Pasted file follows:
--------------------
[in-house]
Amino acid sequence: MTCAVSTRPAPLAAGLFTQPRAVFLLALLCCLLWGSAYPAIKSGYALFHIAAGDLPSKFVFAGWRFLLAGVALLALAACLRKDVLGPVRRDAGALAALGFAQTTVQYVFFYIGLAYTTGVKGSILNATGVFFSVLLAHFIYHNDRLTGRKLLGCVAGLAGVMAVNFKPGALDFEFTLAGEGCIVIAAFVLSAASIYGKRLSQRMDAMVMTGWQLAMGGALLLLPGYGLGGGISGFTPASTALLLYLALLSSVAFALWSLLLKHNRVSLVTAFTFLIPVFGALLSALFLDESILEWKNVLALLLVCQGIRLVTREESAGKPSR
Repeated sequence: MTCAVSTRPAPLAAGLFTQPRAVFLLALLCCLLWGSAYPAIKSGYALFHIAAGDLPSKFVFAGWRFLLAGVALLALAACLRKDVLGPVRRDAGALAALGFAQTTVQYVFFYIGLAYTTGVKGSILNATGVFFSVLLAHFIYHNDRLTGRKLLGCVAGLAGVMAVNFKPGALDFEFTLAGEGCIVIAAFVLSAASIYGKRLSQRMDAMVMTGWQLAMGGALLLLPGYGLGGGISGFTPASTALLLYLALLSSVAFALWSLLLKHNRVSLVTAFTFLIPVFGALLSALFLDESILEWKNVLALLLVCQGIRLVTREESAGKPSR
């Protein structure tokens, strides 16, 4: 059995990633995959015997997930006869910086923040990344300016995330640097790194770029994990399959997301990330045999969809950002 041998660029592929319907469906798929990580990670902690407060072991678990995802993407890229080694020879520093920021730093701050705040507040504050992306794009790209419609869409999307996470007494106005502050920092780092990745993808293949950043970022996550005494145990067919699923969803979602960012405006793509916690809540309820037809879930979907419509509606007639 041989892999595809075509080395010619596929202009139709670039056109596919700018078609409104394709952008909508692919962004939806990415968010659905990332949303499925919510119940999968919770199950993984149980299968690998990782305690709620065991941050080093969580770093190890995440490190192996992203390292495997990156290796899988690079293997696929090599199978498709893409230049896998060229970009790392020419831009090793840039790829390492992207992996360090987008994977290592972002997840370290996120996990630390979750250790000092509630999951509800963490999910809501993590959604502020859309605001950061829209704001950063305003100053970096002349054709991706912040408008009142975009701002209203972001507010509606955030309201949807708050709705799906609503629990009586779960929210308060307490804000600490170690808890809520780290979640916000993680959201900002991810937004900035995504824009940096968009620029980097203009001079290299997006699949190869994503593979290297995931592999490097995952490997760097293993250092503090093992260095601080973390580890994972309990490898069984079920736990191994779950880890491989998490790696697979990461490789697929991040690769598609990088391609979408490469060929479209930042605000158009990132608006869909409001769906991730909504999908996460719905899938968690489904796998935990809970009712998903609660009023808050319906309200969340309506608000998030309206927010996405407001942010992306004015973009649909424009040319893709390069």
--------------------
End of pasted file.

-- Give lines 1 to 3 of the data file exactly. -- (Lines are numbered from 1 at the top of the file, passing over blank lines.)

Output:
[in-house]
Amino acid sequence: MTCAVSTRPAPLAAGLFTQPRAVFLLALLCCLLWGSAYPAIKSGYALFHIAAGDLPSKFVFAGWRFLLAGVALLALAACLRKDVLGPVRRDAGALAALGFAQTTVQYVFFYIGLAYTTGVKGSILNATGVFFSVLLAHFIYHNDRLTGRKLLGCVAGLAGVMAVNFKPGALDFEFTLAGEGCIVIAAFVLSAASIYGKRLSQRMDAMVMTGWQLAMGGALLLLPGYGLGGGISGFTPASTALLLYLALLSSVAFALWSLLLKHNRVSLVTAFTFLIPVFGALLSALFLDESILEWKNVLALLLVCQGIRLVTREESAGKPSR
Repeated sequence: MTCAVSTRPAPLAAGLFTQPRAVFLLALLCCLLWGSAYPAIKSGYALFHIAAGDLPSKFVFAGWRFLLAGVALLALAACLRKDVLGPVRRDAGALAALGFAQTTVQYVFFYIGLAYTTGVKGSILNATGVFFSVLLAHFIYHNDRLTGRKLLGCVAGLAGVMAVNFKPGALDFEFTLAGEGCIVIAAFVLSAASIYGKRLSQRMDAMVMTGWQLAMGGALLLLPGYGLGGGISGFTPASTALLLYLALLSSVAFALWSLLLKHNRVSLVTAFTFLIPVFGALLSALFLDESILEWKNVLALLLVCQGIRLVTREESAGKPSR